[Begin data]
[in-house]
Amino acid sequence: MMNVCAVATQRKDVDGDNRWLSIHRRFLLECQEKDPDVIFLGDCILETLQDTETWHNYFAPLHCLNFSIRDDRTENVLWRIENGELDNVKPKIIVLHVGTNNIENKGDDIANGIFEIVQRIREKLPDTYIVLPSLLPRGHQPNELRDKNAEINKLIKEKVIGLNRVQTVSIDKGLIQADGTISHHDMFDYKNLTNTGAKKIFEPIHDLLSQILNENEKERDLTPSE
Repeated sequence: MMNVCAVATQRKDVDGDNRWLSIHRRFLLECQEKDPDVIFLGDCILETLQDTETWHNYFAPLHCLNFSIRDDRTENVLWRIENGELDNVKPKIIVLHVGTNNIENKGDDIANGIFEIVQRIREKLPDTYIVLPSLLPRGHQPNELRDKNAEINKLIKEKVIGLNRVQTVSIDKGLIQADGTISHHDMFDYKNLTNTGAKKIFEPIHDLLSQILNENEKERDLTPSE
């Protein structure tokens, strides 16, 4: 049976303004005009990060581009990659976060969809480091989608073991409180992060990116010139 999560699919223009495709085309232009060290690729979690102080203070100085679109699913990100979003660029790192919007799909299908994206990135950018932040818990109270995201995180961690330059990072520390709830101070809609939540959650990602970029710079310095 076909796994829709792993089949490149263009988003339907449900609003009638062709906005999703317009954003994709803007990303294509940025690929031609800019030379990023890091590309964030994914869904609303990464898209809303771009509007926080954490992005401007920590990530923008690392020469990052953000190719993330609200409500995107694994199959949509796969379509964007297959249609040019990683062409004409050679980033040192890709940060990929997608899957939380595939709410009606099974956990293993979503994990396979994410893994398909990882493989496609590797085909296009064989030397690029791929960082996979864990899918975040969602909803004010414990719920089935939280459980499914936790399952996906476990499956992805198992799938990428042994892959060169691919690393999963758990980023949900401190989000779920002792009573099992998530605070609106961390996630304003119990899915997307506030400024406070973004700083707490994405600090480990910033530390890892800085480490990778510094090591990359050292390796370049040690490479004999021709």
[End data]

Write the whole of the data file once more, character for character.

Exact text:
[in-house]
Amino acid sequence: MMNVCAVATQRKDVDGDNRWLSIHRRFLLECQEKDPDVIFLGDCILETLQDTETWHNYFAPLHCLNFSIRDDRTENVLWRIENGELDNVKPKIIVLHVGTNNIENKGDDIANGIFEIVQRIREKLPDTYIVLPSLLPRGHQPNELRDKNAEINKLIKEKVIGLNRVQTVSIDKGLIQADGTISHHDMFDYKNLTNTGAKKIFEPIHDLLSQILNENEKERDLTPSE
Repeated sequence: MMNVCAVATQRKDVDGDNRWLSIHRRFLLECQEKDPDVIFLGDCILETLQDTETWHNYFAPLHCLNFSIRDDRTENVLWRIENGELDNVKPKIIVLHVGTNNIENKGDDIANGIFEIVQRIREKLPDTYIVLPSLLPRGHQPNELRDKNAEINKLIKEKVIGLNRVQTVSIDKGLIQADGTISHHDMFDYKNLTNTGAKKIFEPIHDLLSQILNENEKERDLTPSE
């Protein structure tokens, strides 16, 4: 049976303004005009990060581009990659976060969809480091989608073991409180992060990116010139 999560699919223009495709085309232009060290690729979690102080203070100085679109699913990100979003660029790192919007799909299908994206990135950018932040818990109270995201995180961690330059990072520390709830101070809609939540959650990602970029710079310095 076909796994829709792993089949490149263009988003339907449900609003009638062709906005999703317009954003994709803007990303294509940025690929031609800019030379990023890091590309964030994914869904609303990464898209809303771009509007926080954490992005401007920590990530923008690392020469990052953000190719993330609200409500995107694994199959949509796969379509964007297959249609040019990683062409004409050679980033040192890709940060990929997608899957939380595939709410009606099974956990293993979503994990396979994410893994398909990882493989496609590797085909296009064989030397690029791929960082996979864990899918975040969602909803004010414990719920089935939280459980499914936790399952996906476990499956992805198992799938990428042994892959060169691919690393999963758990980023949900401190989000779920002792009573099992998530605070609106961390996630304003119990899915997307506030400024406070973004700083707490994405600090480990910033530390890892800085480490990778510094090591990359050292390796370049040690490479004999021709």